Neanderthal vs. Human DNA

Modern humans and Neanderthals both came from a common ancestor around 700,000 years ago, but they split up close to 300,000 years ago. Back in 2010, a group of scientists discovered that around 50,000 years ago, humans and Neanderthals met again during their migration from Africa to Eurasia. The result? Interbreeding, which is the reason that Europeans and Asians have a small percentage of Neanderthal DNA in them. Moreover, Asians are said to have 20% more Neanderthal DNA than Europeans, and a couple of hypotheses have arisen to explain this difference.

One theory suggests that natural selection was the reason for Asians having this DNA boost. It has been suggested that the Neanderthal genes may have had some negative effects on the early Europeans and Asians, which may have caused them to have less children than the people with the human gene only. Therefore, the Neanderthal DNA kept getting rarer with time, and it disappeared faster among the Europeans because of their larger population, compared to that of the Asians.

This theory- which was proposed by Dr. Sankararaman- was challenged as another more rational theory was proposed. The extra Neanderthal DNA that Asians carry was probably the product of a second encounter with the Neanderthals as the Asians moved farther East. To farther prove this theory, a computer model was created that showed how the Asian and European populace reproduced and evolved. A second addition of Neanderthal DNA to the Asian population was the only explanation as to why they have a higher percentage of this DNA than the Europeans. However, the timelines of the Neanderthals’ existence somewhat challenges this theory, as there were none left to interbreed with the Asians for a second time. There were probably more Neanderthals in Asia at the time of the second encounter whose remains are yet to be discovered, or maybe the Asians interbred with other humans who had previously interbred with the Neanderthals, thus boosting this DNA in present-day Asians.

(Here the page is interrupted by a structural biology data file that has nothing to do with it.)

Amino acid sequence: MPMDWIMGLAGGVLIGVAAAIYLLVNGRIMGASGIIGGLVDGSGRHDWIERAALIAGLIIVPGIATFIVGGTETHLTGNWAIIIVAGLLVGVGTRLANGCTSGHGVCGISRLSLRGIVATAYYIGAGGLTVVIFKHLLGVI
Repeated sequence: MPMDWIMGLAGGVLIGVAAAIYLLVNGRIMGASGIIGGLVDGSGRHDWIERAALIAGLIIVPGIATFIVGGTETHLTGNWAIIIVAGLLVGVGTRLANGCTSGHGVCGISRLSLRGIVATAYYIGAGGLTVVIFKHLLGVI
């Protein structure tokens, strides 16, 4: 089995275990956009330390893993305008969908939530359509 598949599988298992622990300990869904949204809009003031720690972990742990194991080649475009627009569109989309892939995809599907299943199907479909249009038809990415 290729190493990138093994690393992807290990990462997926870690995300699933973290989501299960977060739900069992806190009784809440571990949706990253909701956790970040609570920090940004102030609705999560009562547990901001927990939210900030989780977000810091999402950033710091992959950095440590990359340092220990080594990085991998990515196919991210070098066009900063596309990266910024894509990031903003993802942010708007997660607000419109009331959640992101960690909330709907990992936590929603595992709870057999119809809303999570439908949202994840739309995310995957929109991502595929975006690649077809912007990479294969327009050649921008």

Although the Neanderthals are commonly described as less astute and more brutish than humans, their genomes are more than 99.5% identical to ours. However, we do have some distinct differences in our DNA. This is because some of the genes present in humans today were ‘off’ in the Neanderthals, and vice versa. When a gene is off, the trait that it would produce, would not be produced. That’s probably why our limbs are stronger and shaped differently from theirs.

The Neanderthal DNA present in today’s humans has had a number of effects. One is that the Tibetans are known to have a higher tolerance to low oxygen levels compared to other people. This is probably because the Neanderthals had lived in Eurasia thousands of years before the humans, thus giving them more time to adjust to the harsh climatic conditions. These adaptive genes were passed on to the Tibetans’ as they interbred. Neanderthal genes are also known to have affected the immune response system, and some of their genetic variants are also linked to some neurological and psychiatric problems.

In conclusion, Neanderthal DNA does have a small, but significant effect on humans’ traits.